Well, There’s Dependency Culture, And Then There’s Dependency Culture…

The homeless support community has been divided after charity Harp decided to start charging rough sleepers for food.

Divided, eh? How so..?

Soup kitchens have warned the move could leave vulnerable people without food, but Harp has explained it is part of a wider policy shift to end dependency on hand-outs.

Ah! *reads on*

Emma Simmonds, 32, from Canvey, who is trying to set up a homeless hostel on the island:

The issue is breaking the cycle. Some people who have spent a lot of time as street homeless almost lose their social skills.

One of the things that is important in society is to pay our way.

There are exceptions and I realise some people can’t get benefits, but even if they have been sanctioned, they can still get together £1.

I don’t think it’s too much to ask them to pay £1.50 for lunch. If they are getting benefits, that is not impossible by any stretch of the imagination.

Gary Turner, service operations manager for Harp:

While we are helping 1,070 people a year with homeless assistance at our Bradbury Centre, we feel that many rough sleepers are in a cycle of behaviour that is difficult to break without our support, compassion, determination and commitment.

From our statistics half the people we see are not actually homeless but need some vital assistance from us.

Seems eminently sensible! Who could argue?

Well, as ever, step forth the usual suspects:

Del Thomas, a volunteer with Street Spirit, which hands out food and tents to the homeless:

My concern is where will they find the food? There are groups giving out food on Monday, Wednesday, Friday, Saturday and Sunday.

There is currently no provision on Tuesday and Thursday to cope with those who don’t receive benefits.

Gavin Callaghan, leader of Basildon Council’s Labour Group, who has campaigned for a homeless hostel in the town:

It makes me feel uncomfortable that a charity designed to look after the most needy is seeking to employ obstacles to the people who need them most.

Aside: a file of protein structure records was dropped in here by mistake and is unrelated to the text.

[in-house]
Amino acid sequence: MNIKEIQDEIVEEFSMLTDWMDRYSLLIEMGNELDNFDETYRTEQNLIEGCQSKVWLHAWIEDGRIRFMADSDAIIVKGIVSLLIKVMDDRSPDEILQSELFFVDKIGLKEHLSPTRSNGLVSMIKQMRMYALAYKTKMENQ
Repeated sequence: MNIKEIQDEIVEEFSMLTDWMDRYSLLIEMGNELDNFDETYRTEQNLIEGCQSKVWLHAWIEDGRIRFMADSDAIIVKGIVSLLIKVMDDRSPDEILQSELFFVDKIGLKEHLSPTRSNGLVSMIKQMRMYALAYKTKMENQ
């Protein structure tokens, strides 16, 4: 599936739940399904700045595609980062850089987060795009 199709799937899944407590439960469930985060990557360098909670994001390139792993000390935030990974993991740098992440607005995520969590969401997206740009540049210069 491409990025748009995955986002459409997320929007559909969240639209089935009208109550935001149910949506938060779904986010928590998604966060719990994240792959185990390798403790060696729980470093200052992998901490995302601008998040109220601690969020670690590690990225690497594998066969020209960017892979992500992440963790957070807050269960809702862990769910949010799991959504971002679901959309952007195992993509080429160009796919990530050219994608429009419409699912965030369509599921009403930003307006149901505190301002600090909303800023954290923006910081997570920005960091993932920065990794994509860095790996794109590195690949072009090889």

Homelessness is not a lifestyle choice.

Simon Cross, 50, of Woodgrange Drive, Southend, who stood for the Green Party in Rochford and Southend East:

Personally I think Harp does a very good job without handing out food parcels at all.
I think they should basically pull away from that side of things and give more visible support to Street Spirit and the soup kitchens and those giving more ad hoc support.

I think we should disassociate food from the idea of dependency culture.

Dave Murray, 53, from pressure group Basildon Against The Cuts:

The reason there is homelessness or why there has been a big increase in homelessness is we have had a series of right-wing Governments and market failures, which means the safety net has had great big holes put in it.

If they are saying for reasons of character building, we want the homeless out earning money they have got the wrong end of the stick.

Homelessness is not a failure of the individual, it’s a failure of society.

Ah, I see. So all those who depend on a narrative of ‘It’s all the government’s fault!’ are pushing for their message to go undiluted.

So I do have to wonder if the dependency we are talking about here isn’t only the dependency of the homeless, but also those who make a living ministering to them…

2 comments for “Well, There’s Dependency Culture, And Then There’s Dependency Culture…

  1. August 14, 2015 at 1:31 pm

    It all depends on your definition of ‘doing good’.

    Is the ‘good’ being done to the homeless or allegedly hungry person; or does the ‘good’ only reflect back on to the ‘do-gooder’, who knows in his inner being that he is doing ‘good’ and thus feels very warm, if not actually hot, inside: or is that dyspepsia?

  2. August 14, 2015 at 5:11 pm

    One fifty for lunch? At what point does the charity cease to be a charity and becomes a low cost catering business?

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